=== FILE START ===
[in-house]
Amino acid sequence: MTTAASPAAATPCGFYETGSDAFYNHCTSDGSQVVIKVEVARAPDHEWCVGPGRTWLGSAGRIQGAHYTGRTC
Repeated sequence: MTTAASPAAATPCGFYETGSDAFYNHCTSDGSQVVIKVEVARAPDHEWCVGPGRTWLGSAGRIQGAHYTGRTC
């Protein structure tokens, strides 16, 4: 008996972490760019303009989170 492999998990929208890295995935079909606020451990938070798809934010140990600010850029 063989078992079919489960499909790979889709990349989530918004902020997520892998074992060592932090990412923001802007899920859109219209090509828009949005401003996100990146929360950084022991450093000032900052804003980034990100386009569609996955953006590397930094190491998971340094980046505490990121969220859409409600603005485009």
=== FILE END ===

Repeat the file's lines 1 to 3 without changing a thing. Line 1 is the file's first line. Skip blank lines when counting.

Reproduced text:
[in-house]
Amino acid sequence: MTTAASPAAATPCGFYETGSDAFYNHCTSDGSQVVIKVEVARAPDHEWCVGPGRTWLGSAGRIQGAHYTGRTC
Repeated sequence: MTTAASPAAATPCGFYETGSDAFYNHCTSDGSQVVIKVEVARAPDHEWCVGPGRTWLGSAGRIQGAHYTGRTC